If I were pressed to pick my favorite song of all time, there's a good chance that Richard Thompson's "1952 Vincent Black Lightning" would be on my short list. I've been mesmerized by '52 Vincent ever since Thompson released it on his album Rumor and Sigh when I was in college. I've even labored to master it on guitar, though at this rate, I'll probably be retired before I'm decent enough to let anyone else hear me playing it. So when Del McCoury and his band began playing the song yesterday, while I sat in the front row of the small audience assembled in Studio 4A, I briefly assumed it would be the highlight of their visit to NPR.
Yet it wasn't.
I loved every moment of their performance - I've been replaying it all day today - but the band actually managed to be upstaged by a 10-year-old caller from California named James.
About halfway through the performance, James called the show and found himself talking with Neal Conan, the band and audience listening. "I play the mandolin," James announced proudly. "I've been playing for about three years." He then asked if he could ask Del's son Ronnie a question, and requested to play a song of his own over the phone.
First, the question. James asked Ronnie about how he got started playing mandolin. Ronnie told the story of how he started playing violin when he was nine, then migrated to the mandolin at 13, picking up several tricks from his dad along the way. "After about six months, he put me in the band," Ronnie said. Neal then followed it up with a question to Del as to whether he put family members into the band as a way of saving money.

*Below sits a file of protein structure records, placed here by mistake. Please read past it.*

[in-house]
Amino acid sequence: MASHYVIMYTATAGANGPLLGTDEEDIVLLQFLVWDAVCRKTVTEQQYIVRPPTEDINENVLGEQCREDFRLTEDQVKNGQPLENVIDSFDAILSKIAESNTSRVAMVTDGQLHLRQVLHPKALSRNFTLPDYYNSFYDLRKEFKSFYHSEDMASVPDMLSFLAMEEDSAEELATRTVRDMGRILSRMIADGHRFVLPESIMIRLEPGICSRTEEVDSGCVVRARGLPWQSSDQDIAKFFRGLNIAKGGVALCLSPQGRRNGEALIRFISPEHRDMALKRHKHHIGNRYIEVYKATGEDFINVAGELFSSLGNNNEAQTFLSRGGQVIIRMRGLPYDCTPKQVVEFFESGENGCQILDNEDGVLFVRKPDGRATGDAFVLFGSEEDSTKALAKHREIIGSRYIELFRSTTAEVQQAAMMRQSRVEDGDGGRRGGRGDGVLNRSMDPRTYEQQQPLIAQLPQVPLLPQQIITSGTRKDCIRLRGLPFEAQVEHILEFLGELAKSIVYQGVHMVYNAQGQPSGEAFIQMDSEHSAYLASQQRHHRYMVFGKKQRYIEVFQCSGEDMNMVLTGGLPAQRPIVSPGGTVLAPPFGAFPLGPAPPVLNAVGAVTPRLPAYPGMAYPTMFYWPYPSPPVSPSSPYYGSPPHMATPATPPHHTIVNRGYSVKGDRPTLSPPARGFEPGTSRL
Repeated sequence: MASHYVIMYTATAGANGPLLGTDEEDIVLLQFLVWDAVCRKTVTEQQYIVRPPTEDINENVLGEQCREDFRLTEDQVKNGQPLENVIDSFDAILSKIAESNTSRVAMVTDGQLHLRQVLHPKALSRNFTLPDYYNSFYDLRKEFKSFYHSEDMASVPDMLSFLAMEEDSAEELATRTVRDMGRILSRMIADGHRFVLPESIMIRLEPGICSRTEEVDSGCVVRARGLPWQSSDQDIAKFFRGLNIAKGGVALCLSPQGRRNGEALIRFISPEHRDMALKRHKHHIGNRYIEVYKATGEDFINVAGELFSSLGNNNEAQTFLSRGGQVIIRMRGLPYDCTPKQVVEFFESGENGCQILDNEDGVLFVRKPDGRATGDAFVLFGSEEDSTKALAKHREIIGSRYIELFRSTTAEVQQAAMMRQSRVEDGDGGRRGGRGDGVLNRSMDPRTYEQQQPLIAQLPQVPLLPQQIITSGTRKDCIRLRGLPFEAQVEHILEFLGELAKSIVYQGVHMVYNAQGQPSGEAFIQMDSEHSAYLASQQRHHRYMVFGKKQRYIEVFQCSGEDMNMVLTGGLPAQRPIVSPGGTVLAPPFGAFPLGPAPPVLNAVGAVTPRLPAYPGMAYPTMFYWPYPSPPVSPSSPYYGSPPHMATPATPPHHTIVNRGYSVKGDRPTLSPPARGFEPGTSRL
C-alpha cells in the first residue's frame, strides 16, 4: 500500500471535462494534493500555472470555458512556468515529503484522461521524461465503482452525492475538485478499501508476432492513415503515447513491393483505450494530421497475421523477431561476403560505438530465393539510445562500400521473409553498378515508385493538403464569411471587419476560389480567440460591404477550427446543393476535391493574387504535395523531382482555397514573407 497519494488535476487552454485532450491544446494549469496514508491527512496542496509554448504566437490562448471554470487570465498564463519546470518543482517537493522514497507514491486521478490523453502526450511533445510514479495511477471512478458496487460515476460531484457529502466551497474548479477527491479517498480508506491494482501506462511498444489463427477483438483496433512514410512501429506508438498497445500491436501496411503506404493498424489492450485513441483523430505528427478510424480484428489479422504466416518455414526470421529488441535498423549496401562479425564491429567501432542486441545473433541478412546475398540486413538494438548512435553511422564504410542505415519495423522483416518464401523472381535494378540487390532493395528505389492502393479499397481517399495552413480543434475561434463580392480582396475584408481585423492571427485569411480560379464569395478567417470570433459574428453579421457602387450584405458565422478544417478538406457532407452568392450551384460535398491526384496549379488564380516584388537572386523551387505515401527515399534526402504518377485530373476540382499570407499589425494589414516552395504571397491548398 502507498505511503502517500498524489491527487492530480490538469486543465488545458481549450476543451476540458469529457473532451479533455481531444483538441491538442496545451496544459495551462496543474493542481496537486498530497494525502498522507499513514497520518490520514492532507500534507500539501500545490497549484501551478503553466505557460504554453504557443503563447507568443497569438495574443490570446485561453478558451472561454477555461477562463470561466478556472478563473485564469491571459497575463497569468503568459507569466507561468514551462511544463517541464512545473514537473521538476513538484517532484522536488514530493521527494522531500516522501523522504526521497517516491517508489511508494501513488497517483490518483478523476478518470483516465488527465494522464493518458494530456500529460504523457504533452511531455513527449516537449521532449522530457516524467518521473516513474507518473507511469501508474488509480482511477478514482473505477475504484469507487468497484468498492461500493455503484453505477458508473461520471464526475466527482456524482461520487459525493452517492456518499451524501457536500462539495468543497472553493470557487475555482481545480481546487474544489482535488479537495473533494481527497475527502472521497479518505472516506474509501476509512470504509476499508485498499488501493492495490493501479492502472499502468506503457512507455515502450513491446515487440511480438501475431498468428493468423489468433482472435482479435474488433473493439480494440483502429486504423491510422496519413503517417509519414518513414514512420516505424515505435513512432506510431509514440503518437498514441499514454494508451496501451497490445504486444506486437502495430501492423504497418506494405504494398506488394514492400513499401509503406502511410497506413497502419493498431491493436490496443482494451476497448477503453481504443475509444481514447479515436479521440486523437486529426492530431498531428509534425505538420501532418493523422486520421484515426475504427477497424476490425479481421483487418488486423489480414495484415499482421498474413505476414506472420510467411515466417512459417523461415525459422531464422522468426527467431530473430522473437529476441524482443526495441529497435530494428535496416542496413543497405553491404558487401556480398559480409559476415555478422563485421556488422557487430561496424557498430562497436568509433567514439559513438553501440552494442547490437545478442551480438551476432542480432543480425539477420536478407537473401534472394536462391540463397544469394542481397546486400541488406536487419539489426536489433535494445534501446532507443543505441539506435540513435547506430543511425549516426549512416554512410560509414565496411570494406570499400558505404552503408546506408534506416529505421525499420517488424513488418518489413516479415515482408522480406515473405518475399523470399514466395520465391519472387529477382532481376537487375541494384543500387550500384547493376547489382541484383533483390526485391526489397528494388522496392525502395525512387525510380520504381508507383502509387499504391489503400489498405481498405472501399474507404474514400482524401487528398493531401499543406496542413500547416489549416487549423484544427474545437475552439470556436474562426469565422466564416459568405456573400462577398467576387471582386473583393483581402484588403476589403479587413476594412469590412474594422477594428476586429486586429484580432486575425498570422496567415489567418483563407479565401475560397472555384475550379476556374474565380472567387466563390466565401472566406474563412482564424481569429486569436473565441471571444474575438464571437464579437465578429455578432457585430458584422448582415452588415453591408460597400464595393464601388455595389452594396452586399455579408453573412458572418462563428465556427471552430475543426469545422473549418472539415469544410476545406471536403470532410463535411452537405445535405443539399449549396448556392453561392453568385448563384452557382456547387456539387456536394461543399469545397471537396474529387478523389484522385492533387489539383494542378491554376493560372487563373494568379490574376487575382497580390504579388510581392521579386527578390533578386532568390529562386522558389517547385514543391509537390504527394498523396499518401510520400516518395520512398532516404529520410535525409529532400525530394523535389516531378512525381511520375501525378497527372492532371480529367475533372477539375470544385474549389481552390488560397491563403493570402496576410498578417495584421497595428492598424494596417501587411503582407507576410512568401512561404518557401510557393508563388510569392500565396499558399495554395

At this point I started wondering if James' request to play a song on his mandolin would get lost in the mix. I mean, this was a performance chat with one of the greatest bluegrass acts of all time, not a county fair pickin' contest sponsored by 4H and the local musical heritage association. Maybe we'd all conveniently forget he ever asked. Besides, how good could a 10-year-old be?
Fortunately, Neal didn't forget James' offer; the mic was his. James said he'd play "Salt Creek," a traditional fiddler's tune recorded by Bill Monroe in the 1960s. (Actually, James played "Fisher's Hornpipe," a traditional tune that was also part of Bill Monroe's repertoire, but who's counting?)
"Okay, I'm gonna put you on speaker," James said excitedly, probably having no idea it would be such an applause line among those of us gathered in the studio. "Can you hear me? Here it goes!"
James had no problem diving right into it. I could picture his small fingers rising and falling across the mandolin fretboard, the tip of his tongue bit between his teeth to fortify his concentration.
Being in the studio with Del and the band, it was momentarily jarring hearing the audio quality shift from the dynamic range of the live performance to James' over-the-phone rendition, but in some ways it was actually magical. The quality of the audio was so bad, it sounded like an old-time record from the early 1920s - precisely the period when Bill Monroe himself was the same age as James. It was like we were in a fleeting musical time warp, sitting in the parlor over a glass of fresh lemonade, mesmerized by the shellac 78 spinning on Grandpa's phonograph.
It was a short song, perhaps only a minute or two, but James played it like a champ, with precision and passion. Bill Monroe would have been proud; Del certainly was.